TORONTO — A man who pleaded guilty to killing his baby daughter in a fit of frustration almost two decades ago should get a new trial given the involvement of disgraced pathologist Dr. Charles Smith, Ontario's top court ruled on Wednesday.
The decision by O'Neil Blackett to take a manslaughter plea deal in 2001 was done in anticipation of Smith's testimony that the little girl had been murdered, the Court of Appeal said.
"This is one of those cases where, despite the passage of time since the plea was entered, this court should exercise its power to set aside the guilty plea in the interests of justice," the Appeal Court ruled. "Fresh evidence establishes that absent Dr. Smith's flawed opinion, the appellant would not have pleaded guilty."
The case arose in February 1999, when Blackett was looking after his 13-month-old daughter, Tamara Thomas, who had a history of breathing and intestinal problems for which she had on an occasion needed hospital care. When her mother returned from running errands to her apartment in Toronto's east end, she found Tamara lifeless in her playpen.
In the month before she died, Tamara had been found with a fractured thigh while Blackett was looking after her. A responding paramedic, who described the father as an "anxious parent who showed concern," said Tamara's leg had been caught in the spindles of her crib. Police found the crib unsafe and decided the injury was accidental. Blackett co-operated with an ensuing investigation by the Children's Aid Society, although the girl's mother did not.
Days before she died, Tamara began throwing up and losing weight. Responders on the day of her death described Blackett as distraught and confused, and said he denied harming her.
Smith, at the time a renowned pediatric forensic pathologist, was of the view the child had suffocated either due to strangulation or brute force applied to her body. He was certain the baby hadn't choked to death on her vomit or otherwise by accident. The autopsy, Smith noted, had turned up fractures to both her thighs as well as to several ribs.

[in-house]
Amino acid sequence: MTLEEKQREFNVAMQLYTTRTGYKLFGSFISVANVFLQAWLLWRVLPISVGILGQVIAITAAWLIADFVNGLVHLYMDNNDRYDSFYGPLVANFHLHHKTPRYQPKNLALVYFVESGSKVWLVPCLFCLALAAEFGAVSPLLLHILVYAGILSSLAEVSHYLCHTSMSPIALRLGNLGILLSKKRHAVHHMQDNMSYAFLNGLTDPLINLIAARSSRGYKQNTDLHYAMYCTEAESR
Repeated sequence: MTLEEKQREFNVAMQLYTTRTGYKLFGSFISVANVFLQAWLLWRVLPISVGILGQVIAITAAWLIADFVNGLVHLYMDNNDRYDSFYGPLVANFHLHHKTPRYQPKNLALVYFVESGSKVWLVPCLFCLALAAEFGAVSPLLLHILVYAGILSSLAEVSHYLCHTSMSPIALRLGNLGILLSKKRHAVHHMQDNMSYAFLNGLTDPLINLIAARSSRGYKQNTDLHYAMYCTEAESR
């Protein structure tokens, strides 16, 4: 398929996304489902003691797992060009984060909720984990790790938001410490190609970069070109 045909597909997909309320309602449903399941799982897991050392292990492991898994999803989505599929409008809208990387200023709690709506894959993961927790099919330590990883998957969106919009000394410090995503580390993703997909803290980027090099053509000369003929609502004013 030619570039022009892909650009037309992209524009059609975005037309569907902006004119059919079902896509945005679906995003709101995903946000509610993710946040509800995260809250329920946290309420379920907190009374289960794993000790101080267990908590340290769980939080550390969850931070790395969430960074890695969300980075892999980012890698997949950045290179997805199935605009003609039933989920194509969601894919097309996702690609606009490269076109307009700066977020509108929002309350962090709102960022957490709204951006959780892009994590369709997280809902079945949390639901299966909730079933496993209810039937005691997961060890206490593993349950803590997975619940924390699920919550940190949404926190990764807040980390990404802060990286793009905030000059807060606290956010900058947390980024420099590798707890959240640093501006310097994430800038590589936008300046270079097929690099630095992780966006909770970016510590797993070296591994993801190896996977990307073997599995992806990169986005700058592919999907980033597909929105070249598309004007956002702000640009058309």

Police initially charged Blackett, who is now 41 years old, with second-degree murder. However, he pleaded out to a reduced manslaughter charge in August 2001 before Superior Court Justice David Watt. The guilty plea included a statement of facts in which Blackett said Tamara had suffocated while he was using force to feed her, and that he had left her to die.
Watt jailed him for a total of 4 1/2 years — a sentence he has long served.
While his lawyer had advised him against pleading guilty to something he hadn't done, Blackett apparently believed he had little choice.
"A number of factors came into play in the appellant's decision to plead guilty to manslaughter," the Appeal Court said. "Of particular significance was the impact he thought Dr. Smith’s evidence would have on the jury."
Concerns about Smith's work, which ultimately led to a judicial inquiry that uncovered major flaws in his opinions, first surfaced in 2001. An independent review of Tamara's death was generally supportive of Smith's conclusions, court records show. However, a subsequent review in 2001 by another pathologist cast doubt on the findings.
Blackett began his appeal years later based on evidence before the public inquiry and other forensic reports that found it impossible to say why the girl died — fresh evidence accepted by the prosecution and the Appeal Court.
"Dr. Smith's conclusion — that asphyxia properly described the cause of death in this case — is reflected in the agreement statement of fact tendered in support of the plea," the prosecution said. "It is now well understood that Dr. Smith's opinion in this regard cannot be relied upon."
It was not immediately certain whether the Crown would in fact opt to try Blackett again.
Colin Perkel, The Canadian Press